22 Dec

Title: Rampart
Year: 2011
Director: Oren Moverman
Writers: James Ellroy and Oren Moverman
Starring: Woody Harrelson, Ned Beatty, Ben Foster, Anne Heche, Ice Cube, Cynthia Nixon, Sigourney Weaver, Robin Wright, Steve Buscemi, Brie Larson
MPAA Rating: R, pervasive language, sexual content and some violence
Runtime: 108 min
IMDb Rating: 6.2
Rotten Tomatoes: 72%
Metacritic: 67

The streak keeps on living, so bear with me about this for a while right now because I’ll say it again. I’ve been stating that I love this time of year because it’s when the truly great movies (those that I grade an A-, A or A+) come out, and when you get the chance of watching two or three of them in a row. Considering that on Monday night I watched The Artist (an A+), and yesterday I watched both My Week with Marilyn (an A) and A Dangerous Method (an A-) I was at a streak of three that hadn’t happened in over four months. With Rampart, that streak of great films I’ve gotten to watch in a row hits four, which hasn’t happened since the period from January 11th to January 26th, two weeks in which the only four films that I saw were great: L’Ilusionniste (an A-), Another Year (an A), Blue Valentine (an A+) and Biutiful (an A), all late-2010 releases. So yeah, like I said, this is a great time of the year to watch films.

Rampart comes from Oren Moverman, a guy who in 2009 delivered his debut film, The Messenger, which I ranked as the 31st best of that year’s slate of films. A film that established him as a really strong voice, earned him an Oscar nomination for his screenplay, as well as a Supporting Actor nod for Woody Harrelson’s indelible performance as Captain Tony Stone. Now, for his sophomore debut behind the cameras, Mr. Moverman reunites with Mr. Harrelson, who will be trying for a darkhorse entry to the Best Lead Actor category, as well as with Ben Foster and Steve Buscemi, and adds a lot of really talented people around them like Sigourney Weaver and Robin Wright.

The result is a film that’s pretty damn exceptional. One that surely won’t be for everyone, as the dirty cop that Mr. Harrelson plays here is too hard to root for for you to really get behind it all, but his performance is so fearless that you’ll get sucked in and even if you don’t like the guy you’ll be plenty interested in what comes as consequences for his actions. The screenplay was written by both Mr. Moverman and the great James Ellroy, a guy who in his novels has been known to toy with historical accounts to create gripping works of fiction. In here we’re thrown into the Los Angeles of 1999, when the anti-gang unit of the Rampart division was marred with allegations of being corrupt, of dealing drugs on the job.

Dave Brown is the corrupt cop Mr. Harrelson plays here, probably the dirtiest officer I’ve ever seen on-screen ever, without a single redeemable quality, just thoroughly unlikable, a guy who probably doesn’t even realize just how wrong the stuff he’s doing is. He drinks, womanizes, pops pills, is incredibly racist, manipulative like crazy, cruel to the bone. It takes a really great screenplay to be able to make a film with this leading character work, and while it’s not as though Mr. Moverman and Mr. Ellroy wanted you to start liking Dave, they did make him human and not just a monster, and as such the film becomes an exploration of his character, and it’s a thrill to watch develop. He’s the kind of monster that can get away with it because he has charisma, a quality that made Mr. Harrelson a perfect guy to play him, and because he’s also terribly smart, a guy who went to law school and probably uses the knowledge he got from there to get out of more than a few sticky situations.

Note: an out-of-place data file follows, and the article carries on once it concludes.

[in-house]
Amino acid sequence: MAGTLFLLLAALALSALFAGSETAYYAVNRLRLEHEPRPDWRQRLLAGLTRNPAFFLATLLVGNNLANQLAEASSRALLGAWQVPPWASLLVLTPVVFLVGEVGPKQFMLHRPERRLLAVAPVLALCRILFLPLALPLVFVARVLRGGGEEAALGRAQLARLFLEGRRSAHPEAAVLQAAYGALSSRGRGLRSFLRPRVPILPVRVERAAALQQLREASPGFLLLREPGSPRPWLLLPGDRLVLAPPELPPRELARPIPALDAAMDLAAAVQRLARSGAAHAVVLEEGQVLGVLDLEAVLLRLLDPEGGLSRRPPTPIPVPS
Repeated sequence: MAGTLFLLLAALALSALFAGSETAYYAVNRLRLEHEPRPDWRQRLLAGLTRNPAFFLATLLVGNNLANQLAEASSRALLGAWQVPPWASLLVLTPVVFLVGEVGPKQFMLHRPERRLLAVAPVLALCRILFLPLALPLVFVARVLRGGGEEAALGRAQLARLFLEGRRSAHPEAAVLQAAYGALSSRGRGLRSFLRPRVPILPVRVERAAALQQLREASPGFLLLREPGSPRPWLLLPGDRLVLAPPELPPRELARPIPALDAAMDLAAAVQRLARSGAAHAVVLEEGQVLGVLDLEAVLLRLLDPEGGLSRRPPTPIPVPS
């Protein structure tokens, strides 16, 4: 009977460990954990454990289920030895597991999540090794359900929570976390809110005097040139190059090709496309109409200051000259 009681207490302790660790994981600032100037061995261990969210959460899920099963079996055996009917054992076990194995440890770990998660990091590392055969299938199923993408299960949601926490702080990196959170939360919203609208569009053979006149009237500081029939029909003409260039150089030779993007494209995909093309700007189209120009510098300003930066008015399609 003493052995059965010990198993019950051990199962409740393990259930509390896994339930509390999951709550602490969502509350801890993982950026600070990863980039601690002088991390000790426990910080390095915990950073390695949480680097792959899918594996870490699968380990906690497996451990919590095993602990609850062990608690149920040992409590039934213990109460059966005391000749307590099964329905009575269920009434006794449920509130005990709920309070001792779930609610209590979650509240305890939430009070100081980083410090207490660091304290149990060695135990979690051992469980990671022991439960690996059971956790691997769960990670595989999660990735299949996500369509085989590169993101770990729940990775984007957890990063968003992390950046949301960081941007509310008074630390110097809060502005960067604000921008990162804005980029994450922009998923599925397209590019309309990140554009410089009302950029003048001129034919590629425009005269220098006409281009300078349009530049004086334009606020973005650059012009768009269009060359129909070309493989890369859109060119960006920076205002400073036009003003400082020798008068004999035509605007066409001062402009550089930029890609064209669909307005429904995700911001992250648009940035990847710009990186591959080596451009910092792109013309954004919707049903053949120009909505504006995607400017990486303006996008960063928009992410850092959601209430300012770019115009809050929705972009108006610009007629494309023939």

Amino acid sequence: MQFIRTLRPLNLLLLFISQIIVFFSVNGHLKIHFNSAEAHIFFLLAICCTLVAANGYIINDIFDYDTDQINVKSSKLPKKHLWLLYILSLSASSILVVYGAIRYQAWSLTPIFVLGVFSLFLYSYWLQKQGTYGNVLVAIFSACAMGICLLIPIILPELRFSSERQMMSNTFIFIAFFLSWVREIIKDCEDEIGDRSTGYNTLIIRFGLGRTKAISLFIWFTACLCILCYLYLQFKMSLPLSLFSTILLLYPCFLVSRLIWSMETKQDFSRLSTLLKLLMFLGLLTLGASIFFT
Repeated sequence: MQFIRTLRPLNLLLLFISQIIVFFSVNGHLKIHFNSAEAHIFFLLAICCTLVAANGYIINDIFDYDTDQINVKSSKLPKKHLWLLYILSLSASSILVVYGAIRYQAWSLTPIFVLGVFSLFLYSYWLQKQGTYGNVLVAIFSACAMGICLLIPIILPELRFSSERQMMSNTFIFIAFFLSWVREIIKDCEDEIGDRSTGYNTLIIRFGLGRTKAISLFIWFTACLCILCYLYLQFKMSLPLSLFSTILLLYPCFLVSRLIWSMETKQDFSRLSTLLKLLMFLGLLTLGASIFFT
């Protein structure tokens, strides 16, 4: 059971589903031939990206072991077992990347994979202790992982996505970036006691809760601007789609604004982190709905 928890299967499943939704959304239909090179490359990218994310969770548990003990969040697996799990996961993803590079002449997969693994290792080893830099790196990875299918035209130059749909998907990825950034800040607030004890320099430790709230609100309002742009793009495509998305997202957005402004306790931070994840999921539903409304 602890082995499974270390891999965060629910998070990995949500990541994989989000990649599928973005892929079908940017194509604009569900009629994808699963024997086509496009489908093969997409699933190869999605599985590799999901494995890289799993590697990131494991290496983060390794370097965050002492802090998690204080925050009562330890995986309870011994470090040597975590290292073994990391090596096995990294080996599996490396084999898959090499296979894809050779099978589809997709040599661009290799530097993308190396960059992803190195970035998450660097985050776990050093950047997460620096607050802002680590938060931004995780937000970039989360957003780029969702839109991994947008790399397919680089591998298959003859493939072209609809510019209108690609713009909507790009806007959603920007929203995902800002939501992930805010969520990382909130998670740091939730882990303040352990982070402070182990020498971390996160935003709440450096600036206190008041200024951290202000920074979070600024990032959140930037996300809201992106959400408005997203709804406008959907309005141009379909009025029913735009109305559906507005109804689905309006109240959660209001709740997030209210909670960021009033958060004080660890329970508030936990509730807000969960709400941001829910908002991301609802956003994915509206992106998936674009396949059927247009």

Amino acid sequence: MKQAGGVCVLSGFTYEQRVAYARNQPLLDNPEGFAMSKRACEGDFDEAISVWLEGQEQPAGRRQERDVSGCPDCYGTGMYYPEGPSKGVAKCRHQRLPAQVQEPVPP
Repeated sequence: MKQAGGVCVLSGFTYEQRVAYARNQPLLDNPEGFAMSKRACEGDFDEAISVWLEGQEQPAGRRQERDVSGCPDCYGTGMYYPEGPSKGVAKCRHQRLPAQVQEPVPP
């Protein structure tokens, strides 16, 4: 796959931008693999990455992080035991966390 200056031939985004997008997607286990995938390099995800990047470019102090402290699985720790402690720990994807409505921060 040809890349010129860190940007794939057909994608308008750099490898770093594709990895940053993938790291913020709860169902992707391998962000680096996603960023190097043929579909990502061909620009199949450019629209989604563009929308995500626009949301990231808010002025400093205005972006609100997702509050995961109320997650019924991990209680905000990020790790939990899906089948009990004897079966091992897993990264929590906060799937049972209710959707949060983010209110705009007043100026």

Rampart doesn’t concentrate at all on the real-life scandal it’s based on, but instead on the stuff, professional and personal, that led these cops to actually do stuff like that, to get the anti-gang unit of the LAPD become a gang all of its own. In Dave Brown it finds the man with which to channel all it wants to say about this world, a sick man in an even sicker world. He’s a guy with a family, actually, two daughters that come from two mothers, played by Anne Heche and Cynthia Nixon, who are actually sisters themselves. He’s married to neither, but the dysfunctional family still lives in neighboring houses and Dave will more often than not try to charm his way into one of his ex-wife’s beds, or go to a bar to pick someone else up if that fails. A lot of stuff goes wrong for Dave, it’s not just one particular incident, but the one that really amps up the heat is when a video of him beating a suspect to near death comes up. That gets the DA’s office on his ass, which means we get to see Ms. Weaver rocking it as part of that team, she’s great here.

It’s incredible how Mr. Moverman observes the crumbling down of this man; not only is the performance by Mr. Harrelson truly outstanding, but the way the whole thing is shown, with a great use of color and great sound and image editing, makes you really experience his breaking down as he can’t get his shit together. Like I said, Rampart may not be for everybody, but what’s undeniable is the talent of Oren Moverman, a guy with a vision and a guy who really knows how to get his actors to dig into their roles. Just look at Woody Harrelson here; this may be the best performance we’ve ever seen of him, he’s raw and intense like crazy, but somehow manages to make Dave human, he doesn’t get us to sympathize with him because it’s too late for that, but he gets us to be interested about the things he cares for, and that he’s now realizing, way too late, that he’s pretty much totally destroyed.

Grade: A-


One Response to “Rampart”

  1. youjivinmeturkey December 22, 2011 at 9:18 am #

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